If you do want to book for some of the fantastic kid shows, limit yourself to one show a day – two max. Trying to get kids to rush from one venue to the next really won’t be much fun for anyone.

The Edinburgh Art Festival is a great way to do August in Edinburgh on a budget as most events are free, and venues tend to be accessible to buggies, plus there are lots of kid-friendly sessions.

For a pricier affair, the Royal Edinburgh Military Tattoo Royal is the kind of spectacle older children will remember for years to come. Make sure you book tickets for the slightly earlier Saturday showing of 7.15pm.

The Edinburgh International Book Festival is a great place to inspire a love of books, which is surely one of the biggest joys of childhood. Charlotte Square Gardens, the main nucleus of the festival, is also a pretty and (most importantly) contained area to sit back and let the kids run around for a bit, while you plan your day’s activities with a glass of something cool in hand.

Of course the Edinburgh Festival Fringe has tons of events aimed at kids, from the slightly absurd to the genuinely thought-provoking, with a daily programme of events from about midday on.

Despite its more grown-up reputation, the Edinburgh International Festival does offer a good range of shows for a younger audience, particularly teenagers, most of which are ticketed. The extravaganza of the end of festival concert, with fireworks above the castle, is pretty special too.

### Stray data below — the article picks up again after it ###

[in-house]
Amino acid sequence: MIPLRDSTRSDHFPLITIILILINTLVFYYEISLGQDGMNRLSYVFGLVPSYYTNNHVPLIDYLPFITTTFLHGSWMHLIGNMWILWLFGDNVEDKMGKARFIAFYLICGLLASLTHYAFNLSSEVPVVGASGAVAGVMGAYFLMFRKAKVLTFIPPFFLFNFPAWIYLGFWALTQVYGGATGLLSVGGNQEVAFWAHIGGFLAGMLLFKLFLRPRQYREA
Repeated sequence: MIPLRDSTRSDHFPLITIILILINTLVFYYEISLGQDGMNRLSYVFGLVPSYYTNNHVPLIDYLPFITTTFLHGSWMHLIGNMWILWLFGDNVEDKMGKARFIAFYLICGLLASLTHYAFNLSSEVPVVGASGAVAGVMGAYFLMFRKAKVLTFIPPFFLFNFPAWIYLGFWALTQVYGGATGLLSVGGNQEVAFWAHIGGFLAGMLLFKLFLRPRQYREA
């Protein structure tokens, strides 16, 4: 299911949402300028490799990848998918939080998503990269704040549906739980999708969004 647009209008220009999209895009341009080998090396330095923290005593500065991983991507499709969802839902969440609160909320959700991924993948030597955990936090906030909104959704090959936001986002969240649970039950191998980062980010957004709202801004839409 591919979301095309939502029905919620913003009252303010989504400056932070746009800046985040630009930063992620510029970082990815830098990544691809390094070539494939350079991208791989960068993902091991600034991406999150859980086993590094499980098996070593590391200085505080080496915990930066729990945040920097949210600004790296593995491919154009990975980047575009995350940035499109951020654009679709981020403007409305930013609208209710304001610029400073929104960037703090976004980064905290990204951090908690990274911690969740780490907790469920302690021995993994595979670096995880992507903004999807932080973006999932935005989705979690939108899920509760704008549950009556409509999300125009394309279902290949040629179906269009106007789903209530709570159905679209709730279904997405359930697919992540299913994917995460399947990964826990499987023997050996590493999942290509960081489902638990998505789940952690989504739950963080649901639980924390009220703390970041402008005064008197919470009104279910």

Where to stay
Abercorn Guest House in Edinburgh’s seaside suburb of Portobello is a great way to explore somewhere outside the city centre and it has a huge family room.

Where to visit
Portobello Beach is a beautiful stretch of golden sands just a couple of miles from the city centre, which is perfect for tiring out little ones.

Where to eat
The Beach House Café on Portobello’s seafront does everything from pancakes, to salads to ice cream sundaes.

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When the last of the summer visitors have gone and we’ve all got back into the swing of a new term, the Scottish Storytelling Festival is like a warm hug, easing us into winter. Come in out of the cold to hear stories being spun and take part in fun activities and hear all about the Celtic origins of Halloween, if you dare.